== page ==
Though he felt healthy enough to play in 2011, Ball didn't take contact until fall of 2012. However, his return was met with more complications. He played in 10 games, mostly as a reserve, but an ankle injury and a concussion frustrated Ball.
Powell had to rebuild his left knee again. The redundancy of his rehab was frustrating, but he stayed motivated and positive.
"I had to wake up and be positive every day, even when I didn't feel like being positive," Powell said. "I had to overcome that stuff and be positive when I wasn't feeling up. I still came in and showed smiles and was positive to my teammates."
His more personable attitude came from his newfound devotion to his faith. Scarred by a rough upbringing that he said caused him to ditch his trust, Powell turned to his faith for guidance after his injuries.
In the process, he found new ways of letting people into his life, like Eian Schnoor, whose sister-in-law, a friend of Powell, introduced the two shortly after Powell's second knee surgery.
Unlike many UF fanatics, Schnoor didn't follow Powell's high school career. He described his first encounter like meeting Peyton Manning after his neck surgery. The hype was down, but he knew that he had been a star on a different day of the week.
"He had the humility of a nobody, but he obviously had the paperwork and ability of a superstar," Schnoor said.
Their faith brought them closer. Every once in a while, Powell reached out to Schnoor for guidance, but their spiritual talks created a deeper relationship.
Schnoor had heard stories about Powell and his guarded, sometimes arrogant persona, but saw a deep thinker -- someone who analyzed everything and found meaning in anything.
"It definitely gives you something else [to think about] because it's been taken away from you," Powell said. "All those years you've been playing the game, you never expect the game to be taken away. At that very moment, it was taken away and I was sidelined and I couldn't do those things I wanted to do."
Seeing Powell hobbled crushed Ball. Just as he was making his return to football, Powell was leaving it. After receiving a year's worth of support from his former roommate, Ball was now there to help carry Powell.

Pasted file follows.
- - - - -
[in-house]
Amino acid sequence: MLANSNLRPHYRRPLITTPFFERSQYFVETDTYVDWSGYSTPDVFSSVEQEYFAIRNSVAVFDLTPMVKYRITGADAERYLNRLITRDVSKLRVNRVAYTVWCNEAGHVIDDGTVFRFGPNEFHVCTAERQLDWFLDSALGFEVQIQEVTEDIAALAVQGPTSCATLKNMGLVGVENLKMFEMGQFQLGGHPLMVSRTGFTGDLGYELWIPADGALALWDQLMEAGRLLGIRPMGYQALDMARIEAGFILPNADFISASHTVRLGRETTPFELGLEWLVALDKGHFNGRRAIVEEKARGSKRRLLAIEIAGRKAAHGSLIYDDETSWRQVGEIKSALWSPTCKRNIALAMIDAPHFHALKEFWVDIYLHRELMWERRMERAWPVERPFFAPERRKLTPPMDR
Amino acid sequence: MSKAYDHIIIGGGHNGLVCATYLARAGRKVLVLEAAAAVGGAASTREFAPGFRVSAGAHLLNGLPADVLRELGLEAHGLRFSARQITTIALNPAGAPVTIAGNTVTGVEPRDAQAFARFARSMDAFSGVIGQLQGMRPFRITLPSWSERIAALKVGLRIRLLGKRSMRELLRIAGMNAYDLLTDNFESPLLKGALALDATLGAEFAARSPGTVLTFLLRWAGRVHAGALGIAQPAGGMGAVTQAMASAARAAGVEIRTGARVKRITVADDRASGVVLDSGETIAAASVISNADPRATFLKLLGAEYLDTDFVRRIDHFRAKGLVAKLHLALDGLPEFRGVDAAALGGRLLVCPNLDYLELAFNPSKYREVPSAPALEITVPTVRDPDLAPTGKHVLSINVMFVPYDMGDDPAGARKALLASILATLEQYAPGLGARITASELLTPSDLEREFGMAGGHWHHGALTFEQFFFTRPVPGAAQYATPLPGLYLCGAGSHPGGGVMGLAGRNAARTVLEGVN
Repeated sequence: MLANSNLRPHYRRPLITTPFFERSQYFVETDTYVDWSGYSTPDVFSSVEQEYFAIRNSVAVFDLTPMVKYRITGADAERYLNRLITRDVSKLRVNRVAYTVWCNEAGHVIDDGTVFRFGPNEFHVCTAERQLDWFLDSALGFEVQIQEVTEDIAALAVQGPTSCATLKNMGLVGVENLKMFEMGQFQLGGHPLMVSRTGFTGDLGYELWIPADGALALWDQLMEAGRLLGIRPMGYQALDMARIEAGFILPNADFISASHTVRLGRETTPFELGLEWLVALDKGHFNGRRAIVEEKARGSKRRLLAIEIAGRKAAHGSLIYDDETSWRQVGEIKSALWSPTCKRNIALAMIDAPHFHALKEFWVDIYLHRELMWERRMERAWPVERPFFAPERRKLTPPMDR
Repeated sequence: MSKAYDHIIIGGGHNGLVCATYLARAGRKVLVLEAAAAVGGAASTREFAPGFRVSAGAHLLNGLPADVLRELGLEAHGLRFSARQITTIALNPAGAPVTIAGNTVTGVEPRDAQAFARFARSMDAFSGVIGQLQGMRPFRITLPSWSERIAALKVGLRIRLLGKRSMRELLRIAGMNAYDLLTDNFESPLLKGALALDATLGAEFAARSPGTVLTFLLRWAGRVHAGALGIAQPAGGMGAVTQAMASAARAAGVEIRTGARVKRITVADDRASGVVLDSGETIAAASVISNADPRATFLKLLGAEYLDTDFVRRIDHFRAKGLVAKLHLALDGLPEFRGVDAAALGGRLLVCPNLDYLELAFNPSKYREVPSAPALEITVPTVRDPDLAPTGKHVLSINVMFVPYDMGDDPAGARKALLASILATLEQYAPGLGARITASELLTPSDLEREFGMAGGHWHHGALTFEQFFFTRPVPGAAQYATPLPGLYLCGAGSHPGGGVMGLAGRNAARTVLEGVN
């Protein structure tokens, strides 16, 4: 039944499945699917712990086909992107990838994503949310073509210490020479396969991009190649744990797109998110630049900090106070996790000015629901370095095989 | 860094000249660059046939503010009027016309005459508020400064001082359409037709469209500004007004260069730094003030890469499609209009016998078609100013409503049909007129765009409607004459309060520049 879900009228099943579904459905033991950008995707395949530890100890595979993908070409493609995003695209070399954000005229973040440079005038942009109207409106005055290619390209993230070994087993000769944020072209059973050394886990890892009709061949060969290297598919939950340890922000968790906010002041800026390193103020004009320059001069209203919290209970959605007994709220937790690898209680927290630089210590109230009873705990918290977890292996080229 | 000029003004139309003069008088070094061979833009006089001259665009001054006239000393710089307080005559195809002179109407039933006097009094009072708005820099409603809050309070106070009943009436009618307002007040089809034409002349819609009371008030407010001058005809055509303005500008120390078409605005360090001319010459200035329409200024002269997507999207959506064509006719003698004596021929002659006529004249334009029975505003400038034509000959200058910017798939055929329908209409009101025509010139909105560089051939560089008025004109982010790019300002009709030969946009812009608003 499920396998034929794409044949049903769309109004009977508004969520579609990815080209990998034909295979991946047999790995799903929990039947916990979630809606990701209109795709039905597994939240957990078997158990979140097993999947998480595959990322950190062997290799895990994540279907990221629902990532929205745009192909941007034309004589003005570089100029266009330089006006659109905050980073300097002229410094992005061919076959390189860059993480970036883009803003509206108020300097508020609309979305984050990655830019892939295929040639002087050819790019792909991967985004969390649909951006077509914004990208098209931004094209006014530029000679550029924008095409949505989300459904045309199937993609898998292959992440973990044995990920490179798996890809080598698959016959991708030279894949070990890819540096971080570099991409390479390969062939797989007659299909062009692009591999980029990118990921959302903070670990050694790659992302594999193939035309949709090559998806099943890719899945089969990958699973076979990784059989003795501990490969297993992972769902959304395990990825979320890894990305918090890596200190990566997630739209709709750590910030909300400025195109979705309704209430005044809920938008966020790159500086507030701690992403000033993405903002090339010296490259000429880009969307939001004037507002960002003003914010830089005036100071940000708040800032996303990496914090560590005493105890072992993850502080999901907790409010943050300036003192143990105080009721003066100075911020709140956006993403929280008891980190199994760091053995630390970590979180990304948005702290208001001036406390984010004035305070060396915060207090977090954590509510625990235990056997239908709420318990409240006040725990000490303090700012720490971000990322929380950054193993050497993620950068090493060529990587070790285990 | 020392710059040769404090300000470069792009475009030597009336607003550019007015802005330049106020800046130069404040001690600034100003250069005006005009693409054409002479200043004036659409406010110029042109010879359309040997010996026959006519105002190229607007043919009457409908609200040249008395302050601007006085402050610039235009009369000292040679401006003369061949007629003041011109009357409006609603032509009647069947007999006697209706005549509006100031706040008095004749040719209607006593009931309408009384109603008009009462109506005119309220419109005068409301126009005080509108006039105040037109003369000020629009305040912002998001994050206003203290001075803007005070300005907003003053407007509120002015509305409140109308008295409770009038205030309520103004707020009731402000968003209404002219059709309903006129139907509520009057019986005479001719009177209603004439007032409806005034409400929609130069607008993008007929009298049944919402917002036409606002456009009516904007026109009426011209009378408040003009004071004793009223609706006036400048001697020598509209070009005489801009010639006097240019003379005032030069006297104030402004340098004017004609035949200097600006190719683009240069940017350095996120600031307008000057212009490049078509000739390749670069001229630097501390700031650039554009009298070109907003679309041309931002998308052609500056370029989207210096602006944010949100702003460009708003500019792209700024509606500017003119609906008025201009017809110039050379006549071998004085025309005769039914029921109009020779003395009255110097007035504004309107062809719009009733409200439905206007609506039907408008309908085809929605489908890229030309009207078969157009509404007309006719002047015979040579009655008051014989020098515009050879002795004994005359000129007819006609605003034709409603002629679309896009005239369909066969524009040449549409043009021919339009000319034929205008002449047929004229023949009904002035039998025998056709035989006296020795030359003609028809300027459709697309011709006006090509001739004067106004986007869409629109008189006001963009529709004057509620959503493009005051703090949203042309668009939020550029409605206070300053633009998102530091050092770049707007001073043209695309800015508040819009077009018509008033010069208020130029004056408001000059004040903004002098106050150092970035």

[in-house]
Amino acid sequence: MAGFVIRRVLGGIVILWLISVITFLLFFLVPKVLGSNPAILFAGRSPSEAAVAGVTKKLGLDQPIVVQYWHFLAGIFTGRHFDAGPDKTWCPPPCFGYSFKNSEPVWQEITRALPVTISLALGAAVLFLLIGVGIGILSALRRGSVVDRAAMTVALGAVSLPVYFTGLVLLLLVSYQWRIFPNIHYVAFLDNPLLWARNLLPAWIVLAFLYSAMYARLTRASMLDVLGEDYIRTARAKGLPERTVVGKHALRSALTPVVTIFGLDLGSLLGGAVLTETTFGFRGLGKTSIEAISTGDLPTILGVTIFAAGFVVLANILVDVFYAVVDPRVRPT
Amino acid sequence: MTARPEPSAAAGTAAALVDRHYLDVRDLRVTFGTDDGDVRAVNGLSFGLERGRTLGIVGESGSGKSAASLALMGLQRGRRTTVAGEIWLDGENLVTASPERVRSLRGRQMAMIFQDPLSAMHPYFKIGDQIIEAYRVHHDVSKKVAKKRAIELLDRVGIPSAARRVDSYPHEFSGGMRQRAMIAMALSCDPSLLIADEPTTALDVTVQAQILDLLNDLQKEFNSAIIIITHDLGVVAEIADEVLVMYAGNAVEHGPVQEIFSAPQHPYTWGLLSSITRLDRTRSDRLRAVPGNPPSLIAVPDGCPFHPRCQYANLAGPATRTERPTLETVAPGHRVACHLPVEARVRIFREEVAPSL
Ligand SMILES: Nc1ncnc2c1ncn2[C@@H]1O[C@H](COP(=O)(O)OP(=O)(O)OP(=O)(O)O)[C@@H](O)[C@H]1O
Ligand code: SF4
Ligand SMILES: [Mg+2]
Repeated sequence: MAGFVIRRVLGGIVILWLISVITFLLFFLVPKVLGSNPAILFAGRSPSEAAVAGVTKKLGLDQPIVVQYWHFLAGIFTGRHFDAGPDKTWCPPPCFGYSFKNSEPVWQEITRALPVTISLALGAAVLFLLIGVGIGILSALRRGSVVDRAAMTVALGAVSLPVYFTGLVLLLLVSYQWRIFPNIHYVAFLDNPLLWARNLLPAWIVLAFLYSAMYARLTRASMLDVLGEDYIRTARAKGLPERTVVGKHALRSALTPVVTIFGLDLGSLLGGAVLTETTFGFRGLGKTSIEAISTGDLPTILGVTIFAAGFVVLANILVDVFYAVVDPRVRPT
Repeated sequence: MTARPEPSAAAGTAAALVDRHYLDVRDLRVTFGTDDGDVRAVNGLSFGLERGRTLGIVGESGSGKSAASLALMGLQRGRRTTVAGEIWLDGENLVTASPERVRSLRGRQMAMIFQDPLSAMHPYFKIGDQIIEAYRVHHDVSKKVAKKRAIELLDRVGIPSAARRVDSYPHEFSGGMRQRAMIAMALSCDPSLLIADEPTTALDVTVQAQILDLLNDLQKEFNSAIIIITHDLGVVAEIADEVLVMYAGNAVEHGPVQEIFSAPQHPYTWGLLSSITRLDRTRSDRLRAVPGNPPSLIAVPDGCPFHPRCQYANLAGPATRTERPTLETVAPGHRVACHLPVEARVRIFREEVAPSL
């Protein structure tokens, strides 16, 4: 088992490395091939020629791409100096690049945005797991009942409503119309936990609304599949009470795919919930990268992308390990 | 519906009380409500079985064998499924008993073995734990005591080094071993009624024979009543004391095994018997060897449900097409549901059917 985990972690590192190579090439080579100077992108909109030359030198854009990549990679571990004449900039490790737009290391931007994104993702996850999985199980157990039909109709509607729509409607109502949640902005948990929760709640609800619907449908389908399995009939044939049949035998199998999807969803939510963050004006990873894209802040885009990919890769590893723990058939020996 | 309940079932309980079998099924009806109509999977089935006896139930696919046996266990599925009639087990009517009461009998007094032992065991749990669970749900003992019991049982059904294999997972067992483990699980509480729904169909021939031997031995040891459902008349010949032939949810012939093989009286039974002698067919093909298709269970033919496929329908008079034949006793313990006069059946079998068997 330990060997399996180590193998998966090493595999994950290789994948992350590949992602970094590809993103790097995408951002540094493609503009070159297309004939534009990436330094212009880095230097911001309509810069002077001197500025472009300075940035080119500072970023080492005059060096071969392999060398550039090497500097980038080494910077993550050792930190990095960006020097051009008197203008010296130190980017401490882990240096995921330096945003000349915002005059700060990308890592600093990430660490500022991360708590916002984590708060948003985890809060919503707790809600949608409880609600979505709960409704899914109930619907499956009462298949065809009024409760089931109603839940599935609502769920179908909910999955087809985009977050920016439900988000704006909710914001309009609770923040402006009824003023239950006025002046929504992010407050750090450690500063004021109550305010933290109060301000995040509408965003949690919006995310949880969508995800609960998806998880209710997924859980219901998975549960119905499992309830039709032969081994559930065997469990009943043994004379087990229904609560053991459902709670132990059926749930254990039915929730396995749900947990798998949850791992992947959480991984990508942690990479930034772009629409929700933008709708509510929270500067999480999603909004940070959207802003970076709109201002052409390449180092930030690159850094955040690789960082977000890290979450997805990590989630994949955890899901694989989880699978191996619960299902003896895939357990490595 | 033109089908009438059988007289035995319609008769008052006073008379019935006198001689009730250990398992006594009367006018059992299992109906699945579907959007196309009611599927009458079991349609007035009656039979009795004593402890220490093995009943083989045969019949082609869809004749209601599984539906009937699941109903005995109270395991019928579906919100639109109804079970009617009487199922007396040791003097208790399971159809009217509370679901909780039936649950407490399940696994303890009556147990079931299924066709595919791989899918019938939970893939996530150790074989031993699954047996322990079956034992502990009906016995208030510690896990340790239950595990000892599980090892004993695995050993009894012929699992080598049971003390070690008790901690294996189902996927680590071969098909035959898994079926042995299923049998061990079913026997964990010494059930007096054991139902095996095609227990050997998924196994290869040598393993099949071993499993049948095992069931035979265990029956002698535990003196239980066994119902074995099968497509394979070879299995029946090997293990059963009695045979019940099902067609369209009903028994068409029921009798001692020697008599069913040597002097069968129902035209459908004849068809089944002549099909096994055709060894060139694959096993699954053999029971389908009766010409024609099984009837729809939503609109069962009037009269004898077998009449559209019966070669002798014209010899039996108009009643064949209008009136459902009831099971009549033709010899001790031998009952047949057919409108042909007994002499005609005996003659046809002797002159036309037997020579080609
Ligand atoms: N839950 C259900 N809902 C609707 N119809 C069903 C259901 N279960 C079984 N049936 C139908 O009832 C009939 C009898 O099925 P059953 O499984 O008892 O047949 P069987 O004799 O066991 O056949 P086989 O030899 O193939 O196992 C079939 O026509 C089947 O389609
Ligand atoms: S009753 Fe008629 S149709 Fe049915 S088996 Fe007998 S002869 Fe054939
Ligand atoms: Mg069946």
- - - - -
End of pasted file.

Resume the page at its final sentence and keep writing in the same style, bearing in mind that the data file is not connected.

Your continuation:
"It hurt me to see him get that setback because I'm think he's going to be back soon," Ball said. "I told him like my grandma told me, 'You gotta stay strong and you gotta believe that you'll be back and you'll be good.' He took it well because look at him now."
Sitting in the stands of Sun Life Stadium two weeks ago, Schnoor kept his eyes on Powell.
Turning to a defensive walk-on who didn't dress for the game, Schnoor asked who the team's hardest hitter was.
"Hands down, Ronald Powell," the walk-on said.
More than a year away from the field, Powell was starting in his second straight game. With a little less than two minutes remaining in the third quarter, Powell spun his way through two linemen to drag Miami quarterback Stephen Morris down for his second sack of the season.
Alongside him was Ball, who also made his second straight start. While Ball had played in 10 games in 2012, this was different. He was healthy and confident. No nagging injuries, no pain in his head.
Ball would have another modest day in the Gators' 21-16 loss to the Canes, but his coach saw much more. Ball, who moved from Sam linebacker to Will this year, jumped off film. He nails assignments. He's a new player with new responsibility and his work ethic is impeccable.
Saturday, Powell and Ball will both have family members inside the Swamp to cheer them on against rival Tennessee. With so many emotions flowing, this game will serve as another reminder for how far they've come after almost losing so much.
"It's guys taking a small portion of what's happened to them and made it a positive," Muschamp said. "They've battled adversity and overcame adversity. It's a testament to their resolve in life."
3dSam Khan Jr.